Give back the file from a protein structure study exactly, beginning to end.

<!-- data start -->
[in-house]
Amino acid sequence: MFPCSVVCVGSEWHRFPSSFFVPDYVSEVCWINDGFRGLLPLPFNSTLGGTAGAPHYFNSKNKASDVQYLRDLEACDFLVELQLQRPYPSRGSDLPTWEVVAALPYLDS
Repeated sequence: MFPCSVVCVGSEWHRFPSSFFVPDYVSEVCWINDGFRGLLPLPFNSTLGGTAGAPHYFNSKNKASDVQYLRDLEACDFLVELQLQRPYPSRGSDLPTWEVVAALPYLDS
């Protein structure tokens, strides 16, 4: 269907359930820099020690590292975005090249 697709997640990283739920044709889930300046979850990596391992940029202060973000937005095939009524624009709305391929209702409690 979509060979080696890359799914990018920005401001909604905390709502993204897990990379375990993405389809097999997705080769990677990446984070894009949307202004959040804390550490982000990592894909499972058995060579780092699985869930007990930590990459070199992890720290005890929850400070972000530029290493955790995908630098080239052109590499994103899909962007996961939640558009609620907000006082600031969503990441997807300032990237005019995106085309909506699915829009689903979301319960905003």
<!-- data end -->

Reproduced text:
[in-house]
Amino acid sequence: MFPCSVVCVGSEWHRFPSSFFVPDYVSEVCWINDGFRGLLPLPFNSTLGGTAGAPHYFNSKNKASDVQYLRDLEACDFLVELQLQRPYPSRGSDLPTWEVVAALPYLDS
Repeated sequence: MFPCSVVCVGSEWHRFPSSFFVPDYVSEVCWINDGFRGLLPLPFNSTLGGTAGAPHYFNSKNKASDVQYLRDLEACDFLVELQLQRPYPSRGSDLPTWEVVAALPYLDS
């Protein structure tokens, strides 16, 4: 269907359930820099020690590292975005090249 697709997640990283739920044709889930300046979850990596391992940029202060973000937005095939009524624009709305391929209702409690 979509060979080696890359799914990018920005401001909604905390709502993204897990990379375990993405389809097999997705080769990677990446984070894009949307202004959040804390550490982000990592894909499972058995060579780092699985869930007990930590990459070199992890720290005890929850400070972000530029290493955790995908630098080239052109590499994103899909962007996961939640558009609620907000006082600031969503990441997807300032990237005019995106085309909506699915829009689903979301319960905003």